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Feel-good Fallacies: Do Voters Engage in Motivated Political Reasoning to Regulate Their Emotions?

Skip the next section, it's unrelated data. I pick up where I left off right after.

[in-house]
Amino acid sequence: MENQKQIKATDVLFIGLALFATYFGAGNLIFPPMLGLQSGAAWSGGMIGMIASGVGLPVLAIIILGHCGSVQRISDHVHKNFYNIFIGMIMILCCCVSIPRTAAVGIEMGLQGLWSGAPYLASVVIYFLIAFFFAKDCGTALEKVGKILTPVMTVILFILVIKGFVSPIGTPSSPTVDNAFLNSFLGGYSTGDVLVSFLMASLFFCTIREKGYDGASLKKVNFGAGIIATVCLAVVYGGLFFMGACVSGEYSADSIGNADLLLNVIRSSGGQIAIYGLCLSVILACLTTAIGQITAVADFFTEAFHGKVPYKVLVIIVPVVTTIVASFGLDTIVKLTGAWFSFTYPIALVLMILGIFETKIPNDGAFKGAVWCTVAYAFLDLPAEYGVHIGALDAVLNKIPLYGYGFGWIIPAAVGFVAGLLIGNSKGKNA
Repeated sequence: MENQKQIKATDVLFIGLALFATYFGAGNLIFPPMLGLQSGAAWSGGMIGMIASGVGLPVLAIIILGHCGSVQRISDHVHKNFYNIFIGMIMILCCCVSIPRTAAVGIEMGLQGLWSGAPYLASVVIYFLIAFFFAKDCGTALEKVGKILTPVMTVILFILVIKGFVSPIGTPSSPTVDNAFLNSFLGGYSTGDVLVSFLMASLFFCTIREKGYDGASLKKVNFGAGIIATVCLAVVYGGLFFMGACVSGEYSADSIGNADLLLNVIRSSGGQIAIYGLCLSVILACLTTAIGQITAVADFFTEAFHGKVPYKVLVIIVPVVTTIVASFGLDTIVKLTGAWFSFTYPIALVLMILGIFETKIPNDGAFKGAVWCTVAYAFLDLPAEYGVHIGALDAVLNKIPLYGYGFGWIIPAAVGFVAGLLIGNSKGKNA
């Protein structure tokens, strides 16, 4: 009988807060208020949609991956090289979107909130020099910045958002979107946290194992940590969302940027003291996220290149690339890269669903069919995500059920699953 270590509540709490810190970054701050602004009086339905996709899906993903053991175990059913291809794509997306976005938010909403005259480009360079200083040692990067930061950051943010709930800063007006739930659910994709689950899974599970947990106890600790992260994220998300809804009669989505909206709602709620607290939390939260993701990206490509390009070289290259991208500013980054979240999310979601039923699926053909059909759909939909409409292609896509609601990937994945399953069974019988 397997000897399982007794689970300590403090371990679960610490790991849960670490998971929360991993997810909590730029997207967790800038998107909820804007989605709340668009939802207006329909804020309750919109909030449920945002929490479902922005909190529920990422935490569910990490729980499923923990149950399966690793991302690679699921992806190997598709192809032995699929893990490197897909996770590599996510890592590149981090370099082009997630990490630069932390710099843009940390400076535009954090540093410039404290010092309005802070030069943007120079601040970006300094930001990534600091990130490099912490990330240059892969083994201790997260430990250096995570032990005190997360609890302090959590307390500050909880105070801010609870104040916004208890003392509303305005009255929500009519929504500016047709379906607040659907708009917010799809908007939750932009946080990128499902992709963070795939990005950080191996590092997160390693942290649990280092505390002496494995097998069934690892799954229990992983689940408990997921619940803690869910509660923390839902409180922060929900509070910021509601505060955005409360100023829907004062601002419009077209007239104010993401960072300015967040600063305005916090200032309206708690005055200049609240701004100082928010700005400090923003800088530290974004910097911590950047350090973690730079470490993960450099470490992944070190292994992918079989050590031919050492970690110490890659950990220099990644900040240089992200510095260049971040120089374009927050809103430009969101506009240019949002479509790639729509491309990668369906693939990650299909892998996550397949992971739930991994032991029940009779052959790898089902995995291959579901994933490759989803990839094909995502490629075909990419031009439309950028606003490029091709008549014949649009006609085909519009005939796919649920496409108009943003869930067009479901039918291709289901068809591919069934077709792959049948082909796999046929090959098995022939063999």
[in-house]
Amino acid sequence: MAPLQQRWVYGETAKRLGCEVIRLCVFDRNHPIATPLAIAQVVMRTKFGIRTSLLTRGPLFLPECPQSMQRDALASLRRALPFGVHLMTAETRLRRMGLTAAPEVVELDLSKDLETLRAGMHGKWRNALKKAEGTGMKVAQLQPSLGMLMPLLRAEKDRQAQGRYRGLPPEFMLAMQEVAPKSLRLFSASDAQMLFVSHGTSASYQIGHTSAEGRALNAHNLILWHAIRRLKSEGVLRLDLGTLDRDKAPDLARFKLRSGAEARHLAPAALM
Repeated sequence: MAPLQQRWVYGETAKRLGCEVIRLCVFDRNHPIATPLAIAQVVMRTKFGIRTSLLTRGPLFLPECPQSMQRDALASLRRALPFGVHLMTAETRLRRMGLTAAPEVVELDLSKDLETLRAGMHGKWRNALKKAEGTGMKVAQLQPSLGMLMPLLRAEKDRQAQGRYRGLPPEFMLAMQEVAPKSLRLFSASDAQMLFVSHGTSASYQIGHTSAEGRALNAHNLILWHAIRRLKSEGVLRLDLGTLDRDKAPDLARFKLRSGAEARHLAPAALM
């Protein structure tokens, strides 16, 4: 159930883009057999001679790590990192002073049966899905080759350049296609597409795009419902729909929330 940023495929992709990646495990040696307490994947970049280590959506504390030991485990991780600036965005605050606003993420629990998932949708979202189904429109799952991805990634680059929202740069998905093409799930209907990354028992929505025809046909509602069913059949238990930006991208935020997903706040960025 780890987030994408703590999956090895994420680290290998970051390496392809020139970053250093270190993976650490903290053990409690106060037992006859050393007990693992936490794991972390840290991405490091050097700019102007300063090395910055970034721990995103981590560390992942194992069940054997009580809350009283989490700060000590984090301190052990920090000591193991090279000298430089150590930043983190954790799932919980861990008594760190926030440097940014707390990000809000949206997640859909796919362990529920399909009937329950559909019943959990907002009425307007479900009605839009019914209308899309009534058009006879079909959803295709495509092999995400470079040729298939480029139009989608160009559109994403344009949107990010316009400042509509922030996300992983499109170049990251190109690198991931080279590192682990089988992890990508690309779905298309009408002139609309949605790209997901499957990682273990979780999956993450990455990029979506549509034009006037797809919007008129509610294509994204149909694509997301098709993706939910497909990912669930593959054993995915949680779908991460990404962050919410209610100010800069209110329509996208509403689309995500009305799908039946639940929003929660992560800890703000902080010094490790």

Voters must acquire relevant information about society and politics in order to make competent decisions when choosing political representatives. Unfortunately, it is commonly believed that voters’ information acquisition is fundamentally flawed, fraught with biases that favor information that confirms their preexisting attitudes. This dissertation investigates whether these biases arise from voters attempting to regulate their emotions when engaging with political information, as an influential theory suggests. The dissertation argues that if this “emotion regulation explanation” is true, certain emotion regulation strategies should increase specific instances of motivated political reasoning, while others should reduce them. The empirical analyses draw on six large, original surveys from Denmark and the US, five of which were pre-registered before data collection. Both observational and experimental evidence is used. The results suggest that voters tend to judge the credibility of information that challenges their political attitudes as low and the credibility of information that supports their attitudes as high (prior attitude bias), but there is no convincing evidence that this is caused by efforts to control emotional states. The dissertation does find evidence, however, that attempts to regulate emotions lead voters to avoid information that challenges their political attitudes and seek out information that supports them (selective exposure bias). Overall, the dissertation suggests that different motivated political reasoning biases have different psychological causes, and that one particular bias, disconfirmation bias, is less prevalent and impactful than previously thought.


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